Protected vs Unprotected – Its a common misconception that “protection” is for the user. The protection circuits built into some cells is there to protect the cell from over-discharge in devices without internal power management like torches. It is a small PCB attached to either the top or bottom of the cell (with a link wire between the two) which cuts power from the cell when its voltage drops to the “discharge cut off voltage”. Your R2D2 has this technology built into the circuit board on the back of the battery sled. Not only are protected cells several millimeters longer than unprotected cells therefore unlikely to fit in applications that dont call for them, they can also confuse on-board charging systems that already have it built in leading to charging faults or premature cutting of power to the unit.
The 30Q cell has a discharge cut off voltage of 2.5V, and a maximum charged voltage of 4.2v (+/- 0.05v). This is standard across almost all 18650 Li-ion cells.
Removal and refitting of the cells in the R2D2 sled
The sled in R2D2 is sprung. This is great for keeping cells stable while he is moving around, but no so great for battery wraps. When removing or refitting the cells, take care to release by pulling gently (in a backward and then up direction) on the positive (button) end of the cell. Refitting should be done in reverse, seating the negative end of the cell onto the spring, compressing the spring and then pushing downward on the positive end.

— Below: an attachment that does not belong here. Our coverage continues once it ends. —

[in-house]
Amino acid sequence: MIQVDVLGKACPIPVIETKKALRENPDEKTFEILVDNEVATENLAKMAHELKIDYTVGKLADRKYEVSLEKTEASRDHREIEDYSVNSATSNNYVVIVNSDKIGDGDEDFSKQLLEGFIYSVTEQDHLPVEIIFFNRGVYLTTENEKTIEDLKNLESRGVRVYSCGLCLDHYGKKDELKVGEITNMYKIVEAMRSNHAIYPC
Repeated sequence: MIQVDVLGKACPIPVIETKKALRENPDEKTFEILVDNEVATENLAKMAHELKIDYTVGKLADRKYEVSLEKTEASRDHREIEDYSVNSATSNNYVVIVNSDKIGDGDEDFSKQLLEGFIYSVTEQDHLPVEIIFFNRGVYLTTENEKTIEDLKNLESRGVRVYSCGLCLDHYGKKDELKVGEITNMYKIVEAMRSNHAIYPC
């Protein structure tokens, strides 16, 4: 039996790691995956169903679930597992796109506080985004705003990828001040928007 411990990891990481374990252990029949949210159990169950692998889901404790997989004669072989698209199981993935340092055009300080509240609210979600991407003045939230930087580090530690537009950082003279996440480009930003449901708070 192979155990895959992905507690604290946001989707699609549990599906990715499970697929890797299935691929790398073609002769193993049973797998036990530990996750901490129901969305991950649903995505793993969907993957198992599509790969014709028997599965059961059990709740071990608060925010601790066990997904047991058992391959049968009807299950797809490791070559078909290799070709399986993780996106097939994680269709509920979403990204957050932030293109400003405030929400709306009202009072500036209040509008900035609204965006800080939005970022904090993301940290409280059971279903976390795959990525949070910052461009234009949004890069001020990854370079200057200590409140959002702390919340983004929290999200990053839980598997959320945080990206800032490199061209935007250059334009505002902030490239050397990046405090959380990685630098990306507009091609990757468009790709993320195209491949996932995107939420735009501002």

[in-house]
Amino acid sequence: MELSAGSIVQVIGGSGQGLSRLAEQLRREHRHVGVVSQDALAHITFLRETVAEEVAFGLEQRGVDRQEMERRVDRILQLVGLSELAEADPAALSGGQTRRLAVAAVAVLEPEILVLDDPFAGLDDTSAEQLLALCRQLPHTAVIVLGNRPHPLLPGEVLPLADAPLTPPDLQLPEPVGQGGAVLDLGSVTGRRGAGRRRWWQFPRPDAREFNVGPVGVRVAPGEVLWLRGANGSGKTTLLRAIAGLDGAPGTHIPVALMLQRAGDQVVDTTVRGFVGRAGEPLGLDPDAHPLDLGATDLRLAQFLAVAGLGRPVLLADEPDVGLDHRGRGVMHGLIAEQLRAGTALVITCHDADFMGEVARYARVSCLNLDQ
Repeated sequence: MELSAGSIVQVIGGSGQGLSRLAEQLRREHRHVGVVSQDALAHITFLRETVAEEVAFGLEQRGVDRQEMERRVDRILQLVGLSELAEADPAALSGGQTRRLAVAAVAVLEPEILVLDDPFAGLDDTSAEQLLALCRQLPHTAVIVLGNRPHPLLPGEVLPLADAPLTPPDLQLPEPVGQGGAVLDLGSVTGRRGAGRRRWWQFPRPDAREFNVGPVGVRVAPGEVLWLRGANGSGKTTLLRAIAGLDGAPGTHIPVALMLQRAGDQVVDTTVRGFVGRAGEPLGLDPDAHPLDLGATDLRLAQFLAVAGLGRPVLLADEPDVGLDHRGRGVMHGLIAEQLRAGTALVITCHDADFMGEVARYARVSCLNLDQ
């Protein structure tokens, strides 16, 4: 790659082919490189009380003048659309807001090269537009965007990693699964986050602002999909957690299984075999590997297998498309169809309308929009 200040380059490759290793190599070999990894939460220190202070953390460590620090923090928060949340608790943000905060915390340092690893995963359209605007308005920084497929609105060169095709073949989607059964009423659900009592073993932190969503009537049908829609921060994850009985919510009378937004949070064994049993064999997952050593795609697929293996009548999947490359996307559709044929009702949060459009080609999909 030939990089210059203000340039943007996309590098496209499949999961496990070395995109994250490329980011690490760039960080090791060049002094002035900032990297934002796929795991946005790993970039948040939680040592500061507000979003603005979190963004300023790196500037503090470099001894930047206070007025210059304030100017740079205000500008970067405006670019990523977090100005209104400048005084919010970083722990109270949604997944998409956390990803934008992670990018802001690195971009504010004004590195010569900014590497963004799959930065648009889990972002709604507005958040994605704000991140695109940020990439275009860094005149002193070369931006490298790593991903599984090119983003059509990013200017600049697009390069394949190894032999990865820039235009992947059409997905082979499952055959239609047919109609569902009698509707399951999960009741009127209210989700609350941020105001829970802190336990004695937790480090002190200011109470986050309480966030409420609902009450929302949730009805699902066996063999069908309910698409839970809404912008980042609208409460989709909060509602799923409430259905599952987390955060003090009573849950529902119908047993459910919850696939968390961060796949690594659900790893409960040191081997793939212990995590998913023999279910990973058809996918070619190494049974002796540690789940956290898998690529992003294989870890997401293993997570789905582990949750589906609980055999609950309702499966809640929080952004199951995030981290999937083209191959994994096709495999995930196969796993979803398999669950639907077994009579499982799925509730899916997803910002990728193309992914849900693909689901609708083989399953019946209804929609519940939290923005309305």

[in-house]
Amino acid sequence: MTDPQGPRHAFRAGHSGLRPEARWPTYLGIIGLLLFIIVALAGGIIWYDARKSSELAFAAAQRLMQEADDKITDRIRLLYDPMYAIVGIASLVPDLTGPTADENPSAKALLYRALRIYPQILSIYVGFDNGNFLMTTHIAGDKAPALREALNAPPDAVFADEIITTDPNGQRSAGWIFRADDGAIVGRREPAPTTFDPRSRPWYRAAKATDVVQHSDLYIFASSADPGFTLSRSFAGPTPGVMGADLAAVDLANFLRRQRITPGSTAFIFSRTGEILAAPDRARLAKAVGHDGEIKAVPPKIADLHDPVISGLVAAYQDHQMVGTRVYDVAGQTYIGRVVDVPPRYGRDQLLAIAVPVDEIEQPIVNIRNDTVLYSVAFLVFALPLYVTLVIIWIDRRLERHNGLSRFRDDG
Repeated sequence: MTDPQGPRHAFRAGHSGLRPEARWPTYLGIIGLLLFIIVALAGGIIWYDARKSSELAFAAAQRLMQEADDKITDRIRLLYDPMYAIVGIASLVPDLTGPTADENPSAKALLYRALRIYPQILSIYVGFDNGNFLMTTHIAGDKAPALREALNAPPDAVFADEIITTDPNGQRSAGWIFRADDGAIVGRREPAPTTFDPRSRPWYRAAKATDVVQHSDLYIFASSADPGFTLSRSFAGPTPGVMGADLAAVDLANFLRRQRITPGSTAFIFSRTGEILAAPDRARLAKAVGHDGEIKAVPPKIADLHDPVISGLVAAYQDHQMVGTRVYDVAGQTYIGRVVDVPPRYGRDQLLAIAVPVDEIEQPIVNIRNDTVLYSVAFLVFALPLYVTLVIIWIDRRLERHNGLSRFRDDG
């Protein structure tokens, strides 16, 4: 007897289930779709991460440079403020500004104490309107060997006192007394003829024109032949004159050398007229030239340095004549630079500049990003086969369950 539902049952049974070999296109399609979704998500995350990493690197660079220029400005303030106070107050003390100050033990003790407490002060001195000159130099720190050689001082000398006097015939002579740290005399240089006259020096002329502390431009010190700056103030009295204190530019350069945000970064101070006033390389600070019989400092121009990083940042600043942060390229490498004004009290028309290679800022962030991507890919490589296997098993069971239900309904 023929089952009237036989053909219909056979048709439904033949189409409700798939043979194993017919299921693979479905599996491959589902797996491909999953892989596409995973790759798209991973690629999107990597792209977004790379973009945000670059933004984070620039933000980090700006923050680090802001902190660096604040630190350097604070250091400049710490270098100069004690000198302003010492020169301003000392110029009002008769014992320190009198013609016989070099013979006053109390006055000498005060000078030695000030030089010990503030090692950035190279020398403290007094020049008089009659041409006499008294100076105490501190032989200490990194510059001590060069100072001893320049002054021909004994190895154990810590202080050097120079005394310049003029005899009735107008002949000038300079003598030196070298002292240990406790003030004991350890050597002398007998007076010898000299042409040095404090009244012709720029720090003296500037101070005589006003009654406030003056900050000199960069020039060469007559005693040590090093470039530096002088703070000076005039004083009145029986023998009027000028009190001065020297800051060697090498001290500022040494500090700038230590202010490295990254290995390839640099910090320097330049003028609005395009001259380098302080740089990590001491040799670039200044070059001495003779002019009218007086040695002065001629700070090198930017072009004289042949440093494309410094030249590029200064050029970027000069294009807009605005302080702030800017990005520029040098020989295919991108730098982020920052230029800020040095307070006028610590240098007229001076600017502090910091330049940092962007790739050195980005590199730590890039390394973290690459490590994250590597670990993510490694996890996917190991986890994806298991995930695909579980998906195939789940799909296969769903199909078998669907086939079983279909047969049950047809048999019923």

ATTENTION – Take care not to damage the wraps on your cells. If you notice any tears in the wrap of the cell (through which you can see the bare metal of the cell can), STOP USE IMMEDIATELY. Li-ion cells are very energy dense and short circuiting them can have severe consequences not limited to fire and/or explosion causing severe damage to property or persons. All is not lost however. Should you notice any damage to the cell wraps, you can still save the cell. Re-wrapping lithium cells is far from uncommon in the vaping industry and as such, there is an almost limitless range of both very cheap plain wraps and premium branded/designed wraps. You can find our selection in the online store or you can hit the common online auction sites (where you can find star wars themed ones! ). If you want to learn about re-wrapping cells there are lots of How-To videos on YouTube and its very simple. You’ll only need a sharp knife and a hairdryer.
If you are removing the cells for storage, always keep them in the cases we provided in your order and do not let them come into contact with other metallic objects (keys, change etc). Do not simply place them in drawers etc.